Claiborne is heading to Harvard

Captain James Claiborne, who has led policing efforts in Dorchester and Mattapan since 2006, will leave his post as commander of the Area B-3 district later this month. Claiborne, 57, is retiring from the Boston Police Department to become a deputy chief of police at Harvard University.

Once considered a likely candidate for police commissioner, Claiborne has served with the Boston Police Department for 30 years – 23 of them on the department’s command staff.

A resident of Mattapan, Claiborne has managed the difficult task of maintaining good relations  with both residents and cops under his command, including many young officers who have cut their policing teeth on the streets of B-3.

“One of the things I’m proudest of are the people we have working here,” Claiborne told the Reporter on Tuesday. “Two and a half years ago, about half of the officers at B-3 were transferred out and replaced mostly with recruits. We endeavored to have our new officers train with the very best people, who taught them how to treat others well. I think that’s made us a very well-rounded police station.”

The district can boast of improvements in battling crime under Claiborne, too. The district posted some 3,000 arrests last year and officers from B-3 netted 35 percent of the medals of honor distributed citywide. The district saw a steady decline in most crime categories on Claiborne’s watch.

“I never had to worry about B-3 once Jim Claiborne was there,” said Boston Police Commissioner Edward Davis, who this week characterized Claiborne’s departure as “our loss, Harvard’s gain.”

“Jim has driven the crime rate down and he’s made the police department more accountable. Jim’s done a great job reaching out in a community that really needed a jump-start at the grassroots level.”

Under Claiborne, some 20 new crime watches sprouted on the district – a growth that Claiborne believes will be sustained after his departure. “We now know who the ‘go-to’ people are in each part of the district and that information is so invaluable,” Claiborne said.

Lillie Searcy, the executive director of ABCD’s Mattapan Family Service Center, said that Claiborne’s departure would be viewed as a “big loss.”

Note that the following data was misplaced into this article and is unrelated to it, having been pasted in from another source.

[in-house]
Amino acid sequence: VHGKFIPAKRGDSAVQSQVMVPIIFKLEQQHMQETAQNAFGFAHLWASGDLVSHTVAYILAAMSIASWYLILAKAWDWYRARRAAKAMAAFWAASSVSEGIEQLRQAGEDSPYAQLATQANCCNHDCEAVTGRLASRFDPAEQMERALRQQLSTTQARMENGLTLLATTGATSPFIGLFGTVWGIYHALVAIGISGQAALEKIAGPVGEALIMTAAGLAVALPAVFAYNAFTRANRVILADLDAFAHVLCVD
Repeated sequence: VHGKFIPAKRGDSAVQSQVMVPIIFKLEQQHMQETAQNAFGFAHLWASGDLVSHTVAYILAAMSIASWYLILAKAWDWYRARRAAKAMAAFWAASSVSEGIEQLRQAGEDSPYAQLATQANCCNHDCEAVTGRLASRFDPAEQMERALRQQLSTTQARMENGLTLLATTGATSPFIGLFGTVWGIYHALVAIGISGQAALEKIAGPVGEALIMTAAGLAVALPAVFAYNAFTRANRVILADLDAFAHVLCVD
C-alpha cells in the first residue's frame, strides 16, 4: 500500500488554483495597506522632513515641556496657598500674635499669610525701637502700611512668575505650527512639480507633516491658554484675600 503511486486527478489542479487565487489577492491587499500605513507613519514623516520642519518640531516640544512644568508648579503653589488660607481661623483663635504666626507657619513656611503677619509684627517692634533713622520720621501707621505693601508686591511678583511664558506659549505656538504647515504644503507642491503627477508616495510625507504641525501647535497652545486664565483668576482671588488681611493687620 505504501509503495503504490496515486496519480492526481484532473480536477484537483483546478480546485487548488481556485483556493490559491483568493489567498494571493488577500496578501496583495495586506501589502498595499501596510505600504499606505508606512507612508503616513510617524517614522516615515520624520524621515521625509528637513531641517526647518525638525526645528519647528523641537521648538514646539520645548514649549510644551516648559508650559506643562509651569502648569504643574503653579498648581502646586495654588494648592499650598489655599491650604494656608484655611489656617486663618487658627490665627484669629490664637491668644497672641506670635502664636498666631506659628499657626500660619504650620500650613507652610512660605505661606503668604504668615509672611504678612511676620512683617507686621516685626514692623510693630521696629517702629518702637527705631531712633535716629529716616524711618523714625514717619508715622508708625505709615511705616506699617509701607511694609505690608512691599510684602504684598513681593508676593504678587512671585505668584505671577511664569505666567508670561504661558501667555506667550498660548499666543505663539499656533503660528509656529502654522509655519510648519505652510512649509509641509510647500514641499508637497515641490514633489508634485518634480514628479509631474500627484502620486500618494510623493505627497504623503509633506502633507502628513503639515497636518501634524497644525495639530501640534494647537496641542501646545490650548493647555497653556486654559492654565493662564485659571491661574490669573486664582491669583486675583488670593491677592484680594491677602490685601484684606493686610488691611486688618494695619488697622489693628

“He definitely believes in community policing and worked very closely with the community- particularly at the monthly B-3 meetings at Mildred Avenue [Community Center],” said Searcy. “He listened to the concerns we had and he was responsive.

“It is sad to lose him and hopefully the next person will continue to work with the community,” said Searcy. It’s also good for him to be at Harvard and bring that back to the community. Hopefully he’ll stay engaged as a citizen, even though he won’t be heading up the police district.”

Claiborne said this week that he expects to remain active as a board member of the Dorchester Boys and Girls Club and the Franklin Field Community Center, a facility for which he led the charge to renovate and re-open last year.

“Lots of things that have happened on B-3 – Franklin Field’s clubhouse, the summer programs, the boat ride for the seniors – they wouldn’t have happened without the officers here at B-3. I’m really proud of that. And I’m proud of them as people.”

It is fitting, then, that Claiborne’s last scheduled day ‘on the job’ as District Three’s commander will see him preside over one of his favorite events of the year: a Halloween party for kids hosted by B-3 cops at Mildred Ave. Community Center.

Commissioner Davis said this week that no replacement has yet been named for the B-3 command, adding that he expects to make some command decisions in the next month.

“It’s a very hard job to accomplish,” said Davis. “There will be a few weeks of transition. We’ll have some good people around to provide continuity. There are some excellent people who have been working for Jim who are very capable.”

Searcy said Tuesday that she hopes “they get someone who reflects the culture and diversity of the people who live and work and sleep here every day.”